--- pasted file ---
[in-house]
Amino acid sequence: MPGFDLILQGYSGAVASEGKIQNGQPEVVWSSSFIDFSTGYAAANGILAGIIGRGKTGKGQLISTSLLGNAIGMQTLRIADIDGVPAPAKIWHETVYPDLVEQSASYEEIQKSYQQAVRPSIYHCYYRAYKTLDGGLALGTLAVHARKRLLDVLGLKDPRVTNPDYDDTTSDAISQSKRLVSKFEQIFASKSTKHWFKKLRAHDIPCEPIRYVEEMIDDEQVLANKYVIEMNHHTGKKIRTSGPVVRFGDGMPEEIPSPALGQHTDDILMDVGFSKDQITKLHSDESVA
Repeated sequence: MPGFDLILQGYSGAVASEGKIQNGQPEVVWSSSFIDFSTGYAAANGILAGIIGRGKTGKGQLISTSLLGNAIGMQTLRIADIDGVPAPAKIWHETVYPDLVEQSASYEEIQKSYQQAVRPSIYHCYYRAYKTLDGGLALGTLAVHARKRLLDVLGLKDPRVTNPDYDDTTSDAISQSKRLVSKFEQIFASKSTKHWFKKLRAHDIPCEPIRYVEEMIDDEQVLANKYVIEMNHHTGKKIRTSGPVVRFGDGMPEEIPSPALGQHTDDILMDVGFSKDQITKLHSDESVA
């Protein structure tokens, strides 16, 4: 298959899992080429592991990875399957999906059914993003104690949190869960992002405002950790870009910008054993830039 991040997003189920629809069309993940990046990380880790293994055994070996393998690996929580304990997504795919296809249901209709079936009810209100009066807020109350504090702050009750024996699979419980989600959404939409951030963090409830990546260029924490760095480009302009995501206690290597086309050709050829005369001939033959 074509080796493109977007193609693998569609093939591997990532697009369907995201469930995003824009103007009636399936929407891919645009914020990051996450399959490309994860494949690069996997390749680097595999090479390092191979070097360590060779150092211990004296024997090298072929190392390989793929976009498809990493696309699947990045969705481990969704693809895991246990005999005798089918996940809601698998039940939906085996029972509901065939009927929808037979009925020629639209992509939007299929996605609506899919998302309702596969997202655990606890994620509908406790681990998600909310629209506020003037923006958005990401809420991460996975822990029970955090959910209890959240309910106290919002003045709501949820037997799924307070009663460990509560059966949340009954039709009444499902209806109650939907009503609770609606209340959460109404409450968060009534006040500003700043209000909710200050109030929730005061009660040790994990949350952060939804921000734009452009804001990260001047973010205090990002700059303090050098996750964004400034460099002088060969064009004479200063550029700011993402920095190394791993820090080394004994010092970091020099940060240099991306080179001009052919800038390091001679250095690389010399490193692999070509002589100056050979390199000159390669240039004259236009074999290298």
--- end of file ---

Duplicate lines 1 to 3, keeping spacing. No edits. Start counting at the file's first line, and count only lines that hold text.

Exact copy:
[in-house]
Amino acid sequence: MPGFDLILQGYSGAVASEGKIQNGQPEVVWSSSFIDFSTGYAAANGILAGIIGRGKTGKGQLISTSLLGNAIGMQTLRIADIDGVPAPAKIWHETVYPDLVEQSASYEEIQKSYQQAVRPSIYHCYYRAYKTLDGGLALGTLAVHARKRLLDVLGLKDPRVTNPDYDDTTSDAISQSKRLVSKFEQIFASKSTKHWFKKLRAHDIPCEPIRYVEEMIDDEQVLANKYVIEMNHHTGKKIRTSGPVVRFGDGMPEEIPSPALGQHTDDILMDVGFSKDQITKLHSDESVA
Repeated sequence: MPGFDLILQGYSGAVASEGKIQNGQPEVVWSSSFIDFSTGYAAANGILAGIIGRGKTGKGQLISTSLLGNAIGMQTLRIADIDGVPAPAKIWHETVYPDLVEQSASYEEIQKSYQQAVRPSIYHCYYRAYKTLDGGLALGTLAVHARKRLLDVLGLKDPRVTNPDYDDTTSDAISQSKRLVSKFEQIFASKSTKHWFKKLRAHDIPCEPIRYVEEMIDDEQVLANKYVIEMNHHTGKKIRTSGPVVRFGDGMPEEIPSPALGQHTDDILMDVGFSKDQITKLHSDESVA